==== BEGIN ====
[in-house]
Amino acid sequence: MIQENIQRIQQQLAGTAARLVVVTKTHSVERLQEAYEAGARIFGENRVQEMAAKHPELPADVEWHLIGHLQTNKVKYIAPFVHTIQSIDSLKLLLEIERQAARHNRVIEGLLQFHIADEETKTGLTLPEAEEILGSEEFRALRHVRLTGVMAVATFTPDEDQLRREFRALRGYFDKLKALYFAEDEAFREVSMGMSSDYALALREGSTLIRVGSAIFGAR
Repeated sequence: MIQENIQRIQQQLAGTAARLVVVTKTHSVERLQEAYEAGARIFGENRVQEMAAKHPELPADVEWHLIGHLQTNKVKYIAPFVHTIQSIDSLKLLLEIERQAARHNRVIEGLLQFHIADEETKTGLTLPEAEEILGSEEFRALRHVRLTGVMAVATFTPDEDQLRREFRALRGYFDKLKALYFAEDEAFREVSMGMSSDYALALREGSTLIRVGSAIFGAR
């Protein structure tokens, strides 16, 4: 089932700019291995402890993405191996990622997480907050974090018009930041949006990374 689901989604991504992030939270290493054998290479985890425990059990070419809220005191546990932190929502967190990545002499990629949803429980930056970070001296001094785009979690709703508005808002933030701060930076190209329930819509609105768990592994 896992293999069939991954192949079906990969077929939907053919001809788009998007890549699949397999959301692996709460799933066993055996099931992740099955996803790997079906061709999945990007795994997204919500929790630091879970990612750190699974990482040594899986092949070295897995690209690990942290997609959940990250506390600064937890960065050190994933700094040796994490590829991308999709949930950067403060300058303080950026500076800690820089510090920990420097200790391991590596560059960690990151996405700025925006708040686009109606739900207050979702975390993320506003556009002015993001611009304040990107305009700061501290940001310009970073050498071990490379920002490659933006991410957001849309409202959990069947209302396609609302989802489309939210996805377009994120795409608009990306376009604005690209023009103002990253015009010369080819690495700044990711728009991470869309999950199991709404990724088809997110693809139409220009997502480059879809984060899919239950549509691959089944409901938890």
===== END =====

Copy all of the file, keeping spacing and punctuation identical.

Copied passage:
[in-house]
Amino acid sequence: MIQENIQRIQQQLAGTAARLVVVTKTHSVERLQEAYEAGARIFGENRVQEMAAKHPELPADVEWHLIGHLQTNKVKYIAPFVHTIQSIDSLKLLLEIERQAARHNRVIEGLLQFHIADEETKTGLTLPEAEEILGSEEFRALRHVRLTGVMAVATFTPDEDQLRREFRALRGYFDKLKALYFAEDEAFREVSMGMSSDYALALREGSTLIRVGSAIFGAR
Repeated sequence: MIQENIQRIQQQLAGTAARLVVVTKTHSVERLQEAYEAGARIFGENRVQEMAAKHPELPADVEWHLIGHLQTNKVKYIAPFVHTIQSIDSLKLLLEIERQAARHNRVIEGLLQFHIADEETKTGLTLPEAEEILGSEEFRALRHVRLTGVMAVATFTPDEDQLRREFRALRGYFDKLKALYFAEDEAFREVSMGMSSDYALALREGSTLIRVGSAIFGAR
């Protein structure tokens, strides 16, 4: 089932700019291995402890993405191996990622997480907050974090018009930041949006990374 689901989604991504992030939270290493054998290479985890425990059990070419809220005191546990932190929502967190990545002499990629949803429980930056970070001296001094785009979690709703508005808002933030701060930076190209329930819509609105768990592994 896992293999069939991954192949079906990969077929939907053919001809788009998007890549699949397999959301692996709460799933066993055996099931992740099955996803790997079906061709999945990007795994997204919500929790630091879970990612750190699974990482040594899986092949070295897995690209690990942290997609959940990250506390600064937890960065050190994933700094040796994490590829991308999709949930950067403060300058303080950026500076800690820089510090920990420097200790391991590596560059960690990151996405700025925006708040686009109606739900207050979702975390993320506003556009002015993001611009304040990107305009700061501290940001310009970073050498071990490379920002490659933006991410957001849309409202959990069947209302396609609302989802489309939210996805377009994120795409608009990306376009604005690209023009103002990253015009010369080819690495700044990711728009991470869309999950199991709404990724088809997110693809139409220009997502480059879809984060899919239950549509691959089944409901938890």